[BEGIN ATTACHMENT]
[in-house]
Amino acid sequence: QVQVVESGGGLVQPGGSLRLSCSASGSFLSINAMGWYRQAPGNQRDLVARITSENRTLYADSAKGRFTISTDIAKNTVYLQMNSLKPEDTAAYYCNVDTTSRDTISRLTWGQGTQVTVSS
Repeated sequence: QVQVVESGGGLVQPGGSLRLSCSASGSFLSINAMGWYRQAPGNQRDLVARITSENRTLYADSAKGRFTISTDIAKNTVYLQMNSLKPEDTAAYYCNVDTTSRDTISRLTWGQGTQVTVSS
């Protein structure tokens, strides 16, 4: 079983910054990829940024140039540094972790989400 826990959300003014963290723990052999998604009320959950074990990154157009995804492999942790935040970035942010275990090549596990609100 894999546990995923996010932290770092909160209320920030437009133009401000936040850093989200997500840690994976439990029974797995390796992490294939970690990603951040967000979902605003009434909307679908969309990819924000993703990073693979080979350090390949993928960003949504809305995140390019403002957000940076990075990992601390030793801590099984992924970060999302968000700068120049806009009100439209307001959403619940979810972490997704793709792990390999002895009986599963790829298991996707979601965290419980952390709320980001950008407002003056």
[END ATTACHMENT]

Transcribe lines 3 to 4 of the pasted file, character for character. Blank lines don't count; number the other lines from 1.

Repeated sequence: QVQVVESGGGLVQPGGSLRLSCSASGSFLSINAMGWYRQAPGNQRDLVARITSENRTLYADSAKGRFTISTDIAKNTVYLQMNSLKPEDTAAYYCNVDTTSRDTISRLTWGQGTQVTVSS
């Protein structure tokens, strides 16, 4: 079983910054990829940024140039540094972790989400 826990959300003014963290723990052999998604009320959950074990990154157009995804492999942790935040970035942010275990090549596990609100 894999546990995923996010932290770092909160209320920030437009133009401000936040850093989200997500840690994976439990029974797995390796992490294939970690990603951040967000979902605003009434909307679908969309990819924000993703990073693979080979350090390949993928960003949504809305995140390019403002957000940076990075990992601390030793801590099984992924970060999302968000700068120049806009009100439209307001959403619940979810972490997704793709792990390999002895009986599963790829298991996707979601965290419980952390709320980001950008407002003056």